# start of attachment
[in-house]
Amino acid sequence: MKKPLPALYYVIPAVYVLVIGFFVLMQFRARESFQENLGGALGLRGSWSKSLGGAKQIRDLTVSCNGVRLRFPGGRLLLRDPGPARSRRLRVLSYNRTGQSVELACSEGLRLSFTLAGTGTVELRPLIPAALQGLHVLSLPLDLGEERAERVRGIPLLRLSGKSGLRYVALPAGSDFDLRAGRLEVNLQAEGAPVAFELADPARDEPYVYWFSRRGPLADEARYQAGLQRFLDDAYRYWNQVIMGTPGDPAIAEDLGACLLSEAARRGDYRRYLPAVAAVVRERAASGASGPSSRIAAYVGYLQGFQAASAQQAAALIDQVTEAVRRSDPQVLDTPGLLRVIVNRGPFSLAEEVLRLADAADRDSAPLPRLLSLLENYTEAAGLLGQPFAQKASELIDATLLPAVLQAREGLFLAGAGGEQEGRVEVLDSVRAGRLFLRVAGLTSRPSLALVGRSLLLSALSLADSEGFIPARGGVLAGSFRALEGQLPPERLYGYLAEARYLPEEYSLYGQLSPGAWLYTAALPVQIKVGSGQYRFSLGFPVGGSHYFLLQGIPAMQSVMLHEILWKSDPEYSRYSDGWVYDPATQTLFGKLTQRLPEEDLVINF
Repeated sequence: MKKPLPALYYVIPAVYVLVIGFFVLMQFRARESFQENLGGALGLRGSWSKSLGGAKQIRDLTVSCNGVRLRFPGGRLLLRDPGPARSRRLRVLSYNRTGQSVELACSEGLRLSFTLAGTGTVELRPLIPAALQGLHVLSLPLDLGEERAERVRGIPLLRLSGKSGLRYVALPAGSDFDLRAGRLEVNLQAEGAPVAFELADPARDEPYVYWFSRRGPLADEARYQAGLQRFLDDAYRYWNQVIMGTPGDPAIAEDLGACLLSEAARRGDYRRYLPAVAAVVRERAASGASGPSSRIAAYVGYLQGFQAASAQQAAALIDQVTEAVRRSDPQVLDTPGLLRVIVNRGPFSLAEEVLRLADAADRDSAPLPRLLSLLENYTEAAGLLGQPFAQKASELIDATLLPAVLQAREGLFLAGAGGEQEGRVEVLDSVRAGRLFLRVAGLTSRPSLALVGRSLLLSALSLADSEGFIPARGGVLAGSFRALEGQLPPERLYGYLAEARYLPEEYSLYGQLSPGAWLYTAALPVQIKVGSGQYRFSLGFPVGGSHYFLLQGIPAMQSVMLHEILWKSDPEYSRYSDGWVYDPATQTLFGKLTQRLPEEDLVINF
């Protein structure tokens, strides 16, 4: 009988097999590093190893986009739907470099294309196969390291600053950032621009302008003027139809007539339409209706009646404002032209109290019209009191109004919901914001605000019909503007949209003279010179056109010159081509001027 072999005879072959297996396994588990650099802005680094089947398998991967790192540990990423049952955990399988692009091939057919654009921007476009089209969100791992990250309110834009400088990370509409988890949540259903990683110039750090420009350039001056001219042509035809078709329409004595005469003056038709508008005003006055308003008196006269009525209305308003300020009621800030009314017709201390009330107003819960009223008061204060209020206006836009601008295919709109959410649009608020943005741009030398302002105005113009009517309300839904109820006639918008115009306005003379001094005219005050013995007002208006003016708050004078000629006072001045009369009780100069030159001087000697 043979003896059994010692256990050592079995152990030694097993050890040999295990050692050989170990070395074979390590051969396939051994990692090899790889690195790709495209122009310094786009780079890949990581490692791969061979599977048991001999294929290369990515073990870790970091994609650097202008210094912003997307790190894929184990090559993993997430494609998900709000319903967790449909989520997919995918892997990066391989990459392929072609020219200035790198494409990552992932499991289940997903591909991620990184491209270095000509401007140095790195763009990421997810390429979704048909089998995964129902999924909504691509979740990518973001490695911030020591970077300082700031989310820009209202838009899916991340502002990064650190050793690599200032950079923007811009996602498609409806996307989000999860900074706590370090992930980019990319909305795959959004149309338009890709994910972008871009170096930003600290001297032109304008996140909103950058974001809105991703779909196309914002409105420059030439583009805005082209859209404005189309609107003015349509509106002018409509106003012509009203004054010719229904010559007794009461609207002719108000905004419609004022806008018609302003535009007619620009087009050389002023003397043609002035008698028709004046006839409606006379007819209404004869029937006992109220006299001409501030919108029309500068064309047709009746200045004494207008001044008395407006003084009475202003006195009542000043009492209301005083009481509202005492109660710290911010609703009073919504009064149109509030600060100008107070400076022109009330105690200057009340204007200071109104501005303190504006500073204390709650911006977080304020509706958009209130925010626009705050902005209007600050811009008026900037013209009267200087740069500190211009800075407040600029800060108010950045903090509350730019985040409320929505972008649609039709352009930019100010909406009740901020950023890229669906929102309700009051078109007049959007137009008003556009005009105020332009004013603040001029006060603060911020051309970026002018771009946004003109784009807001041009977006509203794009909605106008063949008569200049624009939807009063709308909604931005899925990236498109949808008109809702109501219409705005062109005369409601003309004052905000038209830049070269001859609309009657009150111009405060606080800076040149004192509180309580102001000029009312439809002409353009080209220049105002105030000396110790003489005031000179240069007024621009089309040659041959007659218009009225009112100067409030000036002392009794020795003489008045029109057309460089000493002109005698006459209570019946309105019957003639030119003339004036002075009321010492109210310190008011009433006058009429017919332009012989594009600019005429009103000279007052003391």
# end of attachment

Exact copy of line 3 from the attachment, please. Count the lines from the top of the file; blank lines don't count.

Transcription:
Repeated sequence: MKKPLPALYYVIPAVYVLVIGFFVLMQFRARESFQENLGGALGLRGSWSKSLGGAKQIRDLTVSCNGVRLRFPGGRLLLRDPGPARSRRLRVLSYNRTGQSVELACSEGLRLSFTLAGTGTVELRPLIPAALQGLHVLSLPLDLGEERAERVRGIPLLRLSGKSGLRYVALPAGSDFDLRAGRLEVNLQAEGAPVAFELADPARDEPYVYWFSRRGPLADEARYQAGLQRFLDDAYRYWNQVIMGTPGDPAIAEDLGACLLSEAARRGDYRRYLPAVAAVVRERAASGASGPSSRIAAYVGYLQGFQAASAQQAAALIDQVTEAVRRSDPQVLDTPGLLRVIVNRGPFSLAEEVLRLADAADRDSAPLPRLLSLLENYTEAAGLLGQPFAQKASELIDATLLPAVLQAREGLFLAGAGGEQEGRVEVLDSVRAGRLFLRVAGLTSRPSLALVGRSLLLSALSLADSEGFIPARGGVLAGSFRALEGQLPPERLYGYLAEARYLPEEYSLYGQLSPGAWLYTAALPVQIKVGSGQYRFSLGFPVGGSHYFLLQGIPAMQSVMLHEILWKSDPEYSRYSDGWVYDPATQTLFGKLTQRLPEEDLVINF